escorted her out of his office, down a hallway and through a
locked door which led to another hallway or tunnel that was
dark and dusty. Id. This hallway or tunnel led to
what Denson describes as a storage room. Id. Bishop
unlocked the door to the storage room, escorted Denson
inside, turned on the light and closed the door. Id.
The room had no windows, but was furnished with a small bed,
a TV, and a VHS player sitting on a small table. Id.
There was also a metal chair in the room. Id.
inside the room, Bishop led Denson to the bed and they talked
for a short time. Id. ¶ 30. Bishop stated that
he preferred this room as a quiet place. Id. Bishop
then attempted to kiss Denson, who pushed him away and got up
to leave. Id. Bishop blocked Denson from the door
and pushed her back on the bed. Id. at ¶ 31. He
grabbed her blouse and tore it open. Id. Bishop then
allegedly pulled Denson's skirt up, tearing the seam in
the back. Id. He pulled her pantyhose and garments
down. Id. He then allegedly exposed himself and
briefly penetrated her with his semi-erect penis.
Id. Denson attempted to push him off, kicking and
hitting him. Id. He forced her down again.
Id. Eventually, Denson was able to kick free and
pull her garments up enough to get out the door. Id.
As Denson was leaving the room, Bishop shouted that no will
believe you, saying “Look at you, look at me.”
approximately 1987 or early 1988, Denson revealed the details
of this sexual assault, including Bishop's identity as a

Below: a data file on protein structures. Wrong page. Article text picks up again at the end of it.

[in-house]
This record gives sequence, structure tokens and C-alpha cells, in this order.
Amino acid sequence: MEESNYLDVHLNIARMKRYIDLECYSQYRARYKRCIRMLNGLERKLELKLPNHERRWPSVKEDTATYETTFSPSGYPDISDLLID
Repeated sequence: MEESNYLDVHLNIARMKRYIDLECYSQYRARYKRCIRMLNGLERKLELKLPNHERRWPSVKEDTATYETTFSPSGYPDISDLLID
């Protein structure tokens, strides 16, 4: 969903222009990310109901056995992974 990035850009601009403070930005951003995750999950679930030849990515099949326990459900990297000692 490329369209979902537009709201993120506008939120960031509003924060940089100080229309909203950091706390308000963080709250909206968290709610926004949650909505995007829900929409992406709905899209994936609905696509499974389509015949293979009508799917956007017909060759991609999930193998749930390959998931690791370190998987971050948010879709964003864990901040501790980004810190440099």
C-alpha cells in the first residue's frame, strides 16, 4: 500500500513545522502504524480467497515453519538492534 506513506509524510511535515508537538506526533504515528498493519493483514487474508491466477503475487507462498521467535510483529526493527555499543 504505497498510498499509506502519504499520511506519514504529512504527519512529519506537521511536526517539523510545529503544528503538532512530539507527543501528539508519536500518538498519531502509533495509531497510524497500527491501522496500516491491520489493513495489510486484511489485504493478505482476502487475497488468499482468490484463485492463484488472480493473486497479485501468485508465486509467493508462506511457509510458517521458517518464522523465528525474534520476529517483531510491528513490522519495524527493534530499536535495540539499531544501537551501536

sexual assaulter, to her local bishop. Id. ¶
32. The local bishop reported the incident to the local Stake
President, who reported the incident to church headquarters
in Salt Lake City. Id. Shortly thereafter, Elder
Carlos Asay, a member of the First Quorum of the Seventy at
the time, interviewed Denson and told her he would
investigate the incident and let her know the outcome.
Id. Elder Asay never contacted her about the
incident again. Id.
brings claims against Bishop and the COP for: 1) Sexual
Assault and Battery; 2) Negligent Infliction of Emotional
Distress; 3) Intentional Infliction of Emotional Distress; 4)
Common Law Fraud; 5) Fraudulent Concealment and
Nondisclosure; and 6) Affirmative Injunctive Relief for
policy changes. Bishop and COP each filed motions to dismiss
arguing that the statute of limitations has tolled for
is appropriate under Rule 12(b)(6) of the Federal Rules of
Civil Procedure when the complaint, standing alone, is
legally insufficient to state a claim on which relief may be
granted. Sutton v. Utah State Sch. For the Deaf &
Blind, 173 F.3d 1226, 1236 (10th Cir. 1999). When
considering a motion to dismiss for failure to state a claim,
all well-pleaded facts are presumed to be true, but
conclusory allegations need not be considered. Cory v.
Allstate Ins., 583 F.3d ...